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Posts Tagged ‘mother’

Coming out…

In Bipolar, Uncategorized on April 18, 2011 at 1:04 am

Me

My name is Marissa Charles and I have bipolar disorder.

There. I’ve said it. After much worry and anxiety. After thinking, and rethinking, overanalysing and losing many jobs that I have yet to apply for and sending men that I have yet to date running for the hills, I, Marissa Charles, am coming out.

Hello world. I have bipolar.

Back in the bad old days – before bipolar became a sexy term tainted with celebrity – back when it was known as manic depression, it was my family secret.

My mum has manic depression. But, not only was it an unspoken reality that we didn’t really discuss in public, at home it was referred to as being “sick.” My mum would say: “When I was sick” or “before I was sick.” If she were manic or angry, it would become: “When I was mad.”

My mum was diagnosed in 1981 when I was five. So I have lived with this illness for 30 years, although I only became an official club member in the last days of my 20s. And now, five years on, I’m declaring it to the world.

Why has it taken me so long? Because deep down I know that madness scares people. It is the plight that dare not speak its name.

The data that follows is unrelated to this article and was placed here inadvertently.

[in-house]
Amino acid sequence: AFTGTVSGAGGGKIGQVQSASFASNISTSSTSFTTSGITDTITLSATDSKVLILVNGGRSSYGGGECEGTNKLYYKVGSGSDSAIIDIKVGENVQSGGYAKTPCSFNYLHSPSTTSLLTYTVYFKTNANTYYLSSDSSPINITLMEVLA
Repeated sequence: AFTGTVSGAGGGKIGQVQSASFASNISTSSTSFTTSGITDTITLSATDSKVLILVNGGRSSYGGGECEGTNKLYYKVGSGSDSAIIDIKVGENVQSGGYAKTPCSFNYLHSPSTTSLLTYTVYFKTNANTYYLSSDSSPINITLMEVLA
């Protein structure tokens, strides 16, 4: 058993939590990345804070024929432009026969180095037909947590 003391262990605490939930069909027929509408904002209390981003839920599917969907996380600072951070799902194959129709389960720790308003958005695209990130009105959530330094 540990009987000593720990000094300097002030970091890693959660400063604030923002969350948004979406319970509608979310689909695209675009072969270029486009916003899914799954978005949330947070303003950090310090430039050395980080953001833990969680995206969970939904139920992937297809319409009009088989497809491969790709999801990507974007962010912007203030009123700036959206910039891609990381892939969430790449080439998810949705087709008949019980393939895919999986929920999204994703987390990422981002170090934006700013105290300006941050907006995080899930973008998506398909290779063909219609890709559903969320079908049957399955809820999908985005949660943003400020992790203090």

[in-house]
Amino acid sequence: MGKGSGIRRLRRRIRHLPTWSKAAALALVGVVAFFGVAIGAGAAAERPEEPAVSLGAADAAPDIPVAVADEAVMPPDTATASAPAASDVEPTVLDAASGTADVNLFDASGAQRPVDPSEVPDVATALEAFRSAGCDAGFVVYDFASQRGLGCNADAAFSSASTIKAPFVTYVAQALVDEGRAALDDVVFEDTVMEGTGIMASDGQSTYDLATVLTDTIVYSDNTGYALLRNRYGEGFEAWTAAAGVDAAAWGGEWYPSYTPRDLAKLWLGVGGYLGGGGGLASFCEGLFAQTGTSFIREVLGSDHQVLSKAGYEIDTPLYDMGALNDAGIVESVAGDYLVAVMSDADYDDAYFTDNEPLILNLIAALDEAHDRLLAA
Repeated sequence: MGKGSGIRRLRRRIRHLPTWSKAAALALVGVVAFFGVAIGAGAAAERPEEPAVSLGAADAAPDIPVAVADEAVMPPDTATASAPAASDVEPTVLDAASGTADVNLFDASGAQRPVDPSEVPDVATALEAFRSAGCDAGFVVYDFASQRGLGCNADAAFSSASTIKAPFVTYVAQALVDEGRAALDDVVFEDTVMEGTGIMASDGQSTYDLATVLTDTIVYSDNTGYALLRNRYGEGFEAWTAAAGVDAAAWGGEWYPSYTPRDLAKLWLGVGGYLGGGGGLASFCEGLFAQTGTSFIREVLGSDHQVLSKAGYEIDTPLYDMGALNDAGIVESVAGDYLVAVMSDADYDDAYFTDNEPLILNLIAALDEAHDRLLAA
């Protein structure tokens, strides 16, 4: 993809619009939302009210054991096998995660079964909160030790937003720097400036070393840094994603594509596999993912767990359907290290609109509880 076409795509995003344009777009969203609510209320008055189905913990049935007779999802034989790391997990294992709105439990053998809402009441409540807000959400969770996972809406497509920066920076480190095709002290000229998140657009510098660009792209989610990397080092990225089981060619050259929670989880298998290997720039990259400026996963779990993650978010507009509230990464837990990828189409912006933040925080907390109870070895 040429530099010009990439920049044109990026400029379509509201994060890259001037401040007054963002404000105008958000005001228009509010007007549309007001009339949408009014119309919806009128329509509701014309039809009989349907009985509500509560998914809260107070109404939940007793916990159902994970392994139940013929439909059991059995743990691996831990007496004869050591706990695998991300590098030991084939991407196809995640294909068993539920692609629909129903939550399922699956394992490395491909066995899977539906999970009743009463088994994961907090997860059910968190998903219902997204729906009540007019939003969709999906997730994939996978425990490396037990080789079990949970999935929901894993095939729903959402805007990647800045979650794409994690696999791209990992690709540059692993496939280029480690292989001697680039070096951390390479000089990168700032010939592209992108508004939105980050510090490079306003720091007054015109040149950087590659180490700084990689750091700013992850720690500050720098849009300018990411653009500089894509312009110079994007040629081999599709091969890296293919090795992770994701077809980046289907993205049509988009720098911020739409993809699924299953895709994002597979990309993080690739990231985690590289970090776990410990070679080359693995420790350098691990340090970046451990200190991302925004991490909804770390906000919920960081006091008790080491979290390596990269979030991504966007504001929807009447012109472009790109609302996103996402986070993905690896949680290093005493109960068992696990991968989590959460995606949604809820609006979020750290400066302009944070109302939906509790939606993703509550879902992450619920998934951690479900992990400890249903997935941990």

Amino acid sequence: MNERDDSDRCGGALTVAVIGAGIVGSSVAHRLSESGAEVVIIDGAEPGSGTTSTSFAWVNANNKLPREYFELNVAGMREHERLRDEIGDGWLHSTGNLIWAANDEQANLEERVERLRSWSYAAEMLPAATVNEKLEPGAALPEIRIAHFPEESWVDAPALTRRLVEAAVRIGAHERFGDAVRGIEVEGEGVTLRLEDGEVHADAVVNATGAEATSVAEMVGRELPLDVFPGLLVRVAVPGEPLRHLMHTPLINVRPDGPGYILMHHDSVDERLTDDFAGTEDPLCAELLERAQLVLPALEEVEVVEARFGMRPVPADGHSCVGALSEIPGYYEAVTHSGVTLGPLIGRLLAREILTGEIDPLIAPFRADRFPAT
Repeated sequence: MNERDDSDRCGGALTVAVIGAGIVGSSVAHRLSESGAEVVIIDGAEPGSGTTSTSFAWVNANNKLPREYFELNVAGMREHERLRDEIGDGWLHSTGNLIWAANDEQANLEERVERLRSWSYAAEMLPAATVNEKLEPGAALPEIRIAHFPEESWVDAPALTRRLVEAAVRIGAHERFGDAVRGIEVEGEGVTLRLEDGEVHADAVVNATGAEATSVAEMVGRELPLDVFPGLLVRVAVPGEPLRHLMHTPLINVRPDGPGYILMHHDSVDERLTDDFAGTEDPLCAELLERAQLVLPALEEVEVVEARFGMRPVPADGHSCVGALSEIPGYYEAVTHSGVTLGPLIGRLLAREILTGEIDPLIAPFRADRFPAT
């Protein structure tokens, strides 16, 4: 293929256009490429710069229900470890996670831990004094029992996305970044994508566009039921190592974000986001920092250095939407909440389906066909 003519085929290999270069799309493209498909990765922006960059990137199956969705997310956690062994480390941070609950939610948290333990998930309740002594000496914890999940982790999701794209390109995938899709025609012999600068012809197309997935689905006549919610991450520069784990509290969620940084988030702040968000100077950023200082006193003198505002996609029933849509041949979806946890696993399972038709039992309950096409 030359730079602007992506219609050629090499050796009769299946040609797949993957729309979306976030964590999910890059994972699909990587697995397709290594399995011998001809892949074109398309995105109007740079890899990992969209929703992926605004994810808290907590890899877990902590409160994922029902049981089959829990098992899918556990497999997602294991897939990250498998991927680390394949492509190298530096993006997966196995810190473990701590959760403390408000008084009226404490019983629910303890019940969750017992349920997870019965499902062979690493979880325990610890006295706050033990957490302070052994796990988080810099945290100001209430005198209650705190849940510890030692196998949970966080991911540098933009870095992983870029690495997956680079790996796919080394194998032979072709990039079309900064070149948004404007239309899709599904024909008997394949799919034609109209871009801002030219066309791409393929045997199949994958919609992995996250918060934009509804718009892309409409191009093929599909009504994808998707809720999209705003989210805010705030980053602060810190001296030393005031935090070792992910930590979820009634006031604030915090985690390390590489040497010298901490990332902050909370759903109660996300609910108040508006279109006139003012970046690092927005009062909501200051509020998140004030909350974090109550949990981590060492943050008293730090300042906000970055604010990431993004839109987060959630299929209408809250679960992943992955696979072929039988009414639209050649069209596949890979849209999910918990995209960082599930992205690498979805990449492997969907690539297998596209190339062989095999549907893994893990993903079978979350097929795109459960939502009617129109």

Tell people you have diabetes and they might say: “Oh really?” Tell them you have cancer and they may throw their arms around you and say: “I’m so sorry,” before reassuring you that cancer can be beaten and that their aunt, dad or mum beat it and survived.

But tell them you have a mental illness and…silence. Crickets chirp. They shift uncomfortably. Then, finally, they say: “I didn’t know… But you seem so…OK.” (They mean “normal” but can’t bring themselves to say it.) One fears that they start seeing you in a different way, as though you have the word “bipolar” tattooed on your forehead.

Little did they know there was someone mad walking among them. She wasn’t walking the streets with matted hair, talking to herself, smelling like garbage and wearing holey clothes. She was holding down a job, paying her bills, driving a car and well – you can say it, go on – she was, is, normal.

So, just to clarify, to make absolutely clear that I am finally stripped of all fear and shame: I, Marissa Charles, have bipolar.

And? And I’m doing just fine. Thank you.

M x

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